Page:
Lindsey German speaking with reporters about the interim report of the Mitting Inquiry.

Lindsey German argues that the interim report on undercover policing shows the Metropolitan Police is not fit for purpose

A vindication for campaigners and another nail in the coffin of the Metropolitan Police. That is the takeaway from the interim report of the Mitting Inquiry into undercover policing, published on 29th June. The report concludes that the infiltration of left-wing groups in the 1970s and early 1980s was not justified, that undercover police gathered what Mitting called a ‘remarkable’ amount of information on activists who were not threatening public order, and that the Special Demonstration Squad should have been rapidly disbanded after its formation to deal with anti-Vietnam war demos in 1968, rather than continuing for decades.

The inquiry was initiated 8 years ago by then prime minister Theresa May, in response to a growing number of scandals about the SDS. No wonder the undercover police have a bad name. They stole the identities of dead children to carry out their deceit; they embarked on sexual relationships with women activists they worked with, in some cases fathering children with partners who had no idea they were police; they spied on and helped victimise trade unionists who were blacklisted as a result and couldn’t find work.

They damaged the lives of many thousands of people, hoovering up details of names and bank accounts of those involved in left wing campaigns, militant trade unions and socialist organisations. They behaved in the most appalling way to the women they deceived into having affairs. The contempt in which they held women or black people is evident from the language of their reports.

I was a core participant in the first tranche of the Mitting inquiry, giving evidence of my activities and seeing the extensive spying which involved surveillance of me and many comrades then in the SWP, for which I was an organiser and editor in the late 1970s and 80s. The scale of the infiltration is shocking: people that I worked with, organised a campaign with, and regarded as friends and comrades, turned out to be police spies, finding out both practical details of political activity but also personal information which could be used against us.

The key reason for this surveillance was allegedly to preserve public order. In reality it was about infiltration and political information about the left. The late 70s was a time when the fascist National Front was a growing force, bent on marching through black and Asian areas and engaged in violent thuggery against ethnic minorities and the left. The Anti Nazi League was formed in 1977, on the initiative of the SWP, to build a broad movement against the Nazis, which it did successfully in the ensuing years, both through campaigning with meetings and Rock against Racism events, and by directly confronting the Nazis on the streets when they tried to march.

Incredibly, the SDS and Metropolitan police did not infiltrate the NF or other fascist groups. According to Mitting’s concluding remarks, this was not because of political bias to the fascists but because such infiltration would have been too dangerous! In reality, the police all too often protected the fascists on demonstrations where they were outnumbered by local communities and left campaigners. Two anti fascists – Kevin Gately in Red Lion Square in 1974, and Blair Peach in Southall in 1979 – were killed on demonstrations at the hands of the police.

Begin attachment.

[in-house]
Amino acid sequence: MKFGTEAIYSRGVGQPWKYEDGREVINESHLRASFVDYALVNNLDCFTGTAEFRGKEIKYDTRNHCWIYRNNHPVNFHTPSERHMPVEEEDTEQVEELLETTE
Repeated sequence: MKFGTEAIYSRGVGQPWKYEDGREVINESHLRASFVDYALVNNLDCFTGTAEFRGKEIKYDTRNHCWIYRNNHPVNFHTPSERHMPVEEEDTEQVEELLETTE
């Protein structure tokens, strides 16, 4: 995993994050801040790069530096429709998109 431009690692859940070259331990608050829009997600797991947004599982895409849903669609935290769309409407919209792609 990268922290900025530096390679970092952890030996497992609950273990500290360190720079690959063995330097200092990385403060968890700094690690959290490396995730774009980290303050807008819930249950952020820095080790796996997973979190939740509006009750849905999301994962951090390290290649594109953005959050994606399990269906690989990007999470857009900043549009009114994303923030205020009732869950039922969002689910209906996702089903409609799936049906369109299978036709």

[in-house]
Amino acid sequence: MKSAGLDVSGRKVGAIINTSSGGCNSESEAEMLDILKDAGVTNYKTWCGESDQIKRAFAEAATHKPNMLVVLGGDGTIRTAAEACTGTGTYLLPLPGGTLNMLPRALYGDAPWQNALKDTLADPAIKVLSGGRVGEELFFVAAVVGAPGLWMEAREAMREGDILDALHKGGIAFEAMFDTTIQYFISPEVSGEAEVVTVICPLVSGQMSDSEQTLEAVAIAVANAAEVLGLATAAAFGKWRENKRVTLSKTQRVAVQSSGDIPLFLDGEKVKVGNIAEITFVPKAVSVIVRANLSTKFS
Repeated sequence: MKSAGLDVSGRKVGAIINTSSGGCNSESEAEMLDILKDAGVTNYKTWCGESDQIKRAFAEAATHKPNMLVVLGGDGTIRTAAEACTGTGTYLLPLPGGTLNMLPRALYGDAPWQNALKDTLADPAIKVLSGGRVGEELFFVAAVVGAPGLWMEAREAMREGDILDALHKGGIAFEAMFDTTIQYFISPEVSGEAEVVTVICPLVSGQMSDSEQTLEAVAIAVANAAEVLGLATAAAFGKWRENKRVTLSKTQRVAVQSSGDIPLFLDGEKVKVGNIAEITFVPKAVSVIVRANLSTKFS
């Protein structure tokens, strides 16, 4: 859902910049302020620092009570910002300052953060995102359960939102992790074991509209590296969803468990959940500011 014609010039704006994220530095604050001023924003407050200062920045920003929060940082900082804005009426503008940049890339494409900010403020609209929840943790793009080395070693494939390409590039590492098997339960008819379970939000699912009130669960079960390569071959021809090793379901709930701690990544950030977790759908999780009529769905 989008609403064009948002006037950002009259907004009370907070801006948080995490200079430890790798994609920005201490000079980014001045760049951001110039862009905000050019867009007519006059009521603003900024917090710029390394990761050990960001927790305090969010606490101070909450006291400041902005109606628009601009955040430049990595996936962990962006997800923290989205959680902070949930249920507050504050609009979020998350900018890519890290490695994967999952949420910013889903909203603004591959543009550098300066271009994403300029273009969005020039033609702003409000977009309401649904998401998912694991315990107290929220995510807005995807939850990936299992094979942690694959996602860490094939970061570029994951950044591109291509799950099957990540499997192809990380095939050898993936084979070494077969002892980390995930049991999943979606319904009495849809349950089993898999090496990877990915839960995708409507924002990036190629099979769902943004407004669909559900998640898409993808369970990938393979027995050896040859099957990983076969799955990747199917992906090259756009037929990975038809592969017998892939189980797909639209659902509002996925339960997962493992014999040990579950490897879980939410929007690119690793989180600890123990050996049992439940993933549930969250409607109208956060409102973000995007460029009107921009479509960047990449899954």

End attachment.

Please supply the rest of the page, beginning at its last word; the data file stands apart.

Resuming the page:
The truth is the Metropolitan Police were hostile to left wing campaigns and many individuals shared some of the racist ideas of the fascists. Those blacklisted and spied on were people who wanted a better world, fought injustice, build strikes and factory occupations, campaigned against apartheid, for women’s liberation, and were socialists. This was regarded as enough to make them dangerous – even though many of the ideas fought for then are widely accepted today.

The inquiry will continue for several more years and even more police surveillance will be revealed. Campaigners are demanding full disclosure and openness, the names of all the spycops, and the end of police spying. The Met already has an appalling reputation for misogyny and valence against women, homophobia, and racism. This interim report shows that the organisation is simply not fit for purpose and should be disbanded.

I did not suffer in the way that some have, who had relationships with spycops, or who lost their jobs. But I feel this is an infringement on my right to organise, to my supposed freedom within a democracy to express my views, and on my civil liberties. It is also an attack on all those campaigning for socialism, for greater democratic accountability, against oppression and in support of rights at work. Stopping surveillance and disbanding the Met would go some of the way to restore justice.

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Lindsey German

As national convenor of the Stop the War Coalition, Lindsey was a key organiser of the largest demonstration, and one of the largest mass movements, in British history.

Her books include ‘Material Girls: Women, Men and Work’, ‘Sex, Class and Socialism’, ‘A People’s History of London’ (with John Rees) and ‘How a Century of War Changed the Lives of Women’.

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